After 10 years the first Earthship on Prince Edward Island in Canada, builder Jordan Cameron is glad to see that its features are still working as intended. He began the project in 2013 when he was 21 and relatively fresh out of College and had spent several years dreaming of building his first project.
Like other Earthships before it, Cameron’s is as environmentally friendly as he could make it. “I could go deep into how … we’ve been, since the ‘50s, in a very consumption-oriented society, and that includes building, as well,” said Cameron. “I don’t think the pendulum’s swinging toward recyclable new construction any day soon, by any means. We’re pretty stuck in our fossil fuel-burning ways.”
He says the house isn’t perfect, but he is proud of the flairs that make the space his own, like the local red clay and sandstone. Its back wall, connected to an earthen berm, is made from old tires and packed dirt, which Cameron said helps hold in heat, preventing it from getting too cold in winter. The front has large windows which help heat the space with passive solar energy.
Little is wasted – even water from the kitchen sink, bathroom sink and shower flows down to water the plants in the hallway.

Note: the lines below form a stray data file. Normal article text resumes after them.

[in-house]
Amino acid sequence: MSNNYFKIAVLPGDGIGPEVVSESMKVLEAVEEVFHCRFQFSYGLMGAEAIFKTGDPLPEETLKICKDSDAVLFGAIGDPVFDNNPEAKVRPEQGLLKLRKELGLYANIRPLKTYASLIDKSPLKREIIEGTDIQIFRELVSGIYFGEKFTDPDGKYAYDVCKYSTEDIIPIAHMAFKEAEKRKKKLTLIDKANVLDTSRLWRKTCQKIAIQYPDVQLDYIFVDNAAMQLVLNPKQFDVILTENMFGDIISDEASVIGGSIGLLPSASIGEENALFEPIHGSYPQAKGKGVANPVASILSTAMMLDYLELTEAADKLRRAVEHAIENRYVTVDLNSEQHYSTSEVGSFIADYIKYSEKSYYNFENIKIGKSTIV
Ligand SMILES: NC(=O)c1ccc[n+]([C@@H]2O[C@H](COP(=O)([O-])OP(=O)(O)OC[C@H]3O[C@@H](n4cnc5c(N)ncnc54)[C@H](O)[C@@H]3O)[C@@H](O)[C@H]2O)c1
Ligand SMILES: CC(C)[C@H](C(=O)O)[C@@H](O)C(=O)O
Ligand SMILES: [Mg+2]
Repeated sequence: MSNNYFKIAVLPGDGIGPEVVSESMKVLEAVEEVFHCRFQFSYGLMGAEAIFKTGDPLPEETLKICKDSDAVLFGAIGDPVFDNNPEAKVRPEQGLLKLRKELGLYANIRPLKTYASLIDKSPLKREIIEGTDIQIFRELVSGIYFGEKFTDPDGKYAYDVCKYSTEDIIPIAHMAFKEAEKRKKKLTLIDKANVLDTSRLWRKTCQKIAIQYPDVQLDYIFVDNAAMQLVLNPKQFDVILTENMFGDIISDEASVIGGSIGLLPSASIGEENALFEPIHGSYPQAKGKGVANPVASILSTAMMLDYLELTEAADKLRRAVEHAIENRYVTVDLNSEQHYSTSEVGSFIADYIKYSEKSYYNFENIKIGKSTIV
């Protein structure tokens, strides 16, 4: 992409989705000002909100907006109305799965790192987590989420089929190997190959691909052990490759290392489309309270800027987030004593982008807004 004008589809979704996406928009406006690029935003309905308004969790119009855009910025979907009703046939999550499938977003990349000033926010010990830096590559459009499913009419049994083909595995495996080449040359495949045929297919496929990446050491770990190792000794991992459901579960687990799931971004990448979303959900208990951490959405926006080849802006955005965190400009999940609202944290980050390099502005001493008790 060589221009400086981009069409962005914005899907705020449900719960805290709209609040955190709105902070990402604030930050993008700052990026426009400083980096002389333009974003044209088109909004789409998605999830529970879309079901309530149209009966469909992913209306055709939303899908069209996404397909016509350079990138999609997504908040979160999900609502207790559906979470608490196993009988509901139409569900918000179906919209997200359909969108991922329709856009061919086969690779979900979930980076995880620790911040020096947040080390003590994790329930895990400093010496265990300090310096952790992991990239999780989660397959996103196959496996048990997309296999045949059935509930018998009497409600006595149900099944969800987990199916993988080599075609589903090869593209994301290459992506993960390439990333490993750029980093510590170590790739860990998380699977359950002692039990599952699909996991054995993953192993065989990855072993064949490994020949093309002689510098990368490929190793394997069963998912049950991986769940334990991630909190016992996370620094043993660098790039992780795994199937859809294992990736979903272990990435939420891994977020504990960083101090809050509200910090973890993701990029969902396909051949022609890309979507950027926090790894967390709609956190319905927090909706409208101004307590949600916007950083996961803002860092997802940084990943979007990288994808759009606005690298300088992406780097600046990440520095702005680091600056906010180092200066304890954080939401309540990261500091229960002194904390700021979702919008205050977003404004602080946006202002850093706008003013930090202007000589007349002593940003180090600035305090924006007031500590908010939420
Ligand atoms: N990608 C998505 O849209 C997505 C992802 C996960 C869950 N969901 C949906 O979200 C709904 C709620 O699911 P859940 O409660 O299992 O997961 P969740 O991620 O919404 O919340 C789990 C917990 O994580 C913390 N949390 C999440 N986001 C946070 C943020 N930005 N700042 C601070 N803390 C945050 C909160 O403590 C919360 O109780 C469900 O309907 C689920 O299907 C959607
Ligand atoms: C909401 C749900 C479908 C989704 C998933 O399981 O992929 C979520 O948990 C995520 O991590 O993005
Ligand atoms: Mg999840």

Although the Earthship was never a long-term residence for Cameron, he did spend a few seasons living inside its walls. For the most part, though, it’s been listed on Air BnB and is available for anyone to spend a few nights in the Island’s first Earthship. Outside of prime tourism season, it’s also been home to longer-term tenants.
Although this first build is long in the past, Cameron hopes it will not be his last. “I am passionate about the concept,” said Cameron. “We’re hopefully gonna do it again in my lifetime, I’d like to. Just for fun, even with my sons, when they’re older.”
Cameron hopes that in the future, more people will turn to Earthships – or more sustainable buildings in general. “If people (are) building their own house for themselves, in any light, whether it’s a tiny home or an Earthship or a modern sustainable home of a different nature,” he said, “then that’s beautiful in general.”
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